Preprint Hypothesis Version 2 Preserved in Portico This version is not peer-reviewed

How Risky if China Moves Away from Its Zero-COVID Policy?

Version 1 : Received: 20 April 2022 / Approved: 20 April 2022 / Online: 20 April 2022 (08:24:20 CEST)
Version 2 : Received: 23 April 2022 / Approved: 25 April 2022 / Online: 25 April 2022 (03:30:28 CEST)
Version 3 : Received: 5 May 2022 / Approved: 6 May 2022 / Online: 6 May 2022 (03:38:30 CEST)

A peer-reviewed article of this Preprint also exists.

Journal reference: Journal of Medical Virology 2022, 94
DOI: 10.1002/jmv.27949

Abstract

We found four striking differences in the COVID-19 case fatality rate (CFR). All of these striking differences suggest that, besides vaccination, good isolation of cases, disinfection of their living environments, and maintenance treatment (IDM) are highly effective is in mitigating COVID-19. This suggestion is crucial to the global control of the pandemic and consistent with the theoretical functions of IDM in minimizing co-infections with various other pathogens and maintaining human body functions. Accordingly, the risk for China to move away from its zero-COVID policy shall depend on China’s control measures. The CFR of COVID-19 in China can remain less than one tenth of that of influenza, namely that COVID-19 can remain “tiny influenza” in China, if the IDM measures are well implemented (e.g., staying at well-disinfected home with good rest for vast mild cases). Otherwise, the CFR of COVID-19 in China can be several times higher than that of influenza, namely that COVID-19 can be “giant influenza” in China. This analysis also clarifies that the COVID-19 CFR shall increase greatly if many asymptomatic or mild COVD cases are isolated together at temporary hospitals.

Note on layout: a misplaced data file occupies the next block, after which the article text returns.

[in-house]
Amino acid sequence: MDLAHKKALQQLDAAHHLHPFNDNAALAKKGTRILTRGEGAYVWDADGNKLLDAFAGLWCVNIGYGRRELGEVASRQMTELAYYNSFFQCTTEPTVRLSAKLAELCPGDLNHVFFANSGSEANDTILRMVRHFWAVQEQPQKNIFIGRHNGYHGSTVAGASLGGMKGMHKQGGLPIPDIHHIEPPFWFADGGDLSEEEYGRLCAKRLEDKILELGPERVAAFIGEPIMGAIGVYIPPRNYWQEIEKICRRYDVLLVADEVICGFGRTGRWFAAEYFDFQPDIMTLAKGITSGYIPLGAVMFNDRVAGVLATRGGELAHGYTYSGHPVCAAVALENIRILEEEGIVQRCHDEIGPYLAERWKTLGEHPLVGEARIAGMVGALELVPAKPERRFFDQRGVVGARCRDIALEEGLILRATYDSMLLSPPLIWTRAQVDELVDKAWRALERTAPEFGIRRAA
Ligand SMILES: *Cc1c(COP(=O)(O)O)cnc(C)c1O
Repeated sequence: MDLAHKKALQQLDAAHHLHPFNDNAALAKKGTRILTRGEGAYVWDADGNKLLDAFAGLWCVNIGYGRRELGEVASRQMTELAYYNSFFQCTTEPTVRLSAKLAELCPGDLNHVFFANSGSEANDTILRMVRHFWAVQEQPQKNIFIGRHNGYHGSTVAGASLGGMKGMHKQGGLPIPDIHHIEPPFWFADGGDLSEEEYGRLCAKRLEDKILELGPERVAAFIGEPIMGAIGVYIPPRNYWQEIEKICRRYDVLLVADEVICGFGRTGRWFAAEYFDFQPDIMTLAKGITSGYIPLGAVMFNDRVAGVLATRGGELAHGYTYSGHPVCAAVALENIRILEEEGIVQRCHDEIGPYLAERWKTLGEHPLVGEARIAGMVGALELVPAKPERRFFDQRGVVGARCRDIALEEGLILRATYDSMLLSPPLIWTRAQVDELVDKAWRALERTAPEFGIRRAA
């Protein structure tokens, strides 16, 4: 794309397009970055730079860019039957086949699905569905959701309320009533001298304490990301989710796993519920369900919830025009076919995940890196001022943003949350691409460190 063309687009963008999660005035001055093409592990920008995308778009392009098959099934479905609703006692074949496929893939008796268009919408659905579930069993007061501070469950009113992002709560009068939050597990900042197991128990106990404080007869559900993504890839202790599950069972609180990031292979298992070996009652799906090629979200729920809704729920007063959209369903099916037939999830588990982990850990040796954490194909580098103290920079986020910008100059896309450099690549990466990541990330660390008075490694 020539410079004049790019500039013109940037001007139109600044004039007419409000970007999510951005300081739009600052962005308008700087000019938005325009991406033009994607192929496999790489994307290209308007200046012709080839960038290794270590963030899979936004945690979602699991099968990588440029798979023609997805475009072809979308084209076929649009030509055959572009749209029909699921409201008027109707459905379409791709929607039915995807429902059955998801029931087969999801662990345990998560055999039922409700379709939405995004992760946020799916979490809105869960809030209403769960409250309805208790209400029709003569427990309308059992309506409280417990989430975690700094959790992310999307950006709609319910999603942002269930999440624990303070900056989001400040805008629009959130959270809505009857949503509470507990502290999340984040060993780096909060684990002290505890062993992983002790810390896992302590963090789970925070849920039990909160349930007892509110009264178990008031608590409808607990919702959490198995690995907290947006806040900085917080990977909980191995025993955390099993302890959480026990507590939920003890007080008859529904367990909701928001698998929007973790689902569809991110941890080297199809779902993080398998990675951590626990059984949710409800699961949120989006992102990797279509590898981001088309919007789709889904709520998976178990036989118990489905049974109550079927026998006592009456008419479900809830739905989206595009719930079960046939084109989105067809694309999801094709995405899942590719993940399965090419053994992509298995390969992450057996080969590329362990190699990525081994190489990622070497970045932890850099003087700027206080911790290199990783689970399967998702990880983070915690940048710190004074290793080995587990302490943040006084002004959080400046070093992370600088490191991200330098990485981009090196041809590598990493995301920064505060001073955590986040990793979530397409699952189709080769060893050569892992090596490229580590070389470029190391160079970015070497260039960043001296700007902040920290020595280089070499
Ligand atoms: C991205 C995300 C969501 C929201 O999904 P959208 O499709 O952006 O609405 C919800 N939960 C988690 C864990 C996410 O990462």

Keywords

COVID-19; case fatality rate; risk; co-infection; control; policy; pandemic

Subject

MEDICINE & PHARMACOLOGY, General Medical Research

Comments (1)

Comment 1
Received: 25 April 2022
Commenter: Ji-Ming Chen
Commenter's Conflict of Interests: Author
Comment: Compared with version 1,  this new version shares the same first affiliation (a company).  I did submit a version using a university as the first affiliation, but this submission was withdrawn before version 1 and has never been published. This new version keeps the same conclusions, but Table 2 was revised and the data of Shanghai was revised from a ratio to the CFR with different data. All data and sentences were proofed throughout. I will not submit any new version for this manuscript which has been under review in a leading journal for weeks. Please publish this version as a new version, rather than replacing version 1 (the first affiliation of these two versions is the same company).
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